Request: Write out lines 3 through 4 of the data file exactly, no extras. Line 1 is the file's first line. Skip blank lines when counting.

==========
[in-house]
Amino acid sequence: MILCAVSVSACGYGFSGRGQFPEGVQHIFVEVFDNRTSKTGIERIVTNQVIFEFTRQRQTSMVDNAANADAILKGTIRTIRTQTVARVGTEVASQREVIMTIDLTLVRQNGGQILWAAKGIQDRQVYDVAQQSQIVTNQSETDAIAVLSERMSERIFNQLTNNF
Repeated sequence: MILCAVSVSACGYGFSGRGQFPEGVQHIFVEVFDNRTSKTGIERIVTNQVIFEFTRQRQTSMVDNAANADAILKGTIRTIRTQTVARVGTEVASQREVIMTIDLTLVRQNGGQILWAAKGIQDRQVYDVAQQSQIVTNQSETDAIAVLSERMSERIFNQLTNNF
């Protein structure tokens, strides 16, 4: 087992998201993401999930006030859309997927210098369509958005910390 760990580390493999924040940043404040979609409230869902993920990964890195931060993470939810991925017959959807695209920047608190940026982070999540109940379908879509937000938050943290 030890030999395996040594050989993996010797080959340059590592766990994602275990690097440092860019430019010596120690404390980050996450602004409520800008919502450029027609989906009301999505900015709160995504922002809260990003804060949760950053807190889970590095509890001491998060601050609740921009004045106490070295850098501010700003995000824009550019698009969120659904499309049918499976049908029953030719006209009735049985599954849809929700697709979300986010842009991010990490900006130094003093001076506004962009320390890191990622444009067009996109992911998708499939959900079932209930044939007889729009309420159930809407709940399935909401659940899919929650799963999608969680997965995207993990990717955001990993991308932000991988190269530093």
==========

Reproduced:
Repeated sequence: MILCAVSVSACGYGFSGRGQFPEGVQHIFVEVFDNRTSKTGIERIVTNQVIFEFTRQRQTSMVDNAANADAILKGTIRTIRTQTVARVGTEVASQREVIMTIDLTLVRQNGGQILWAAKGIQDRQVYDVAQQSQIVTNQSETDAIAVLSERMSERIFNQLTNNF
């Protein structure tokens, strides 16, 4: 087992998201993401999930006030859309997927210098369509958005910390 760990580390493999924040940043404040979609409230869902993920990964890195931060993470939810991925017959959807695209920047608190940026982070999540109940379908879509937000938050943290 030890030999395996040594050989993996010797080959340059590592766990994602275990690097440092860019430019010596120690404390980050996450602004409520800008919502450029027609989906009301999505900015709160995504922002809260990003804060949760950053807190889970590095509890001491998060601050609740921009004045106490070295850098501010700003995000824009550019698009969120659904499309049918499976049908029953030719006209009735049985599954849809929700697709979300986010842009991010990490900006130094003093001076506004962009320390890191990622444009067009996109992911998708499939959900079932209930044939007889729009309420159930809407709940399935909401659940899919929650799963999608969680997965995207993990990717955001990993991308932000991988190269530093």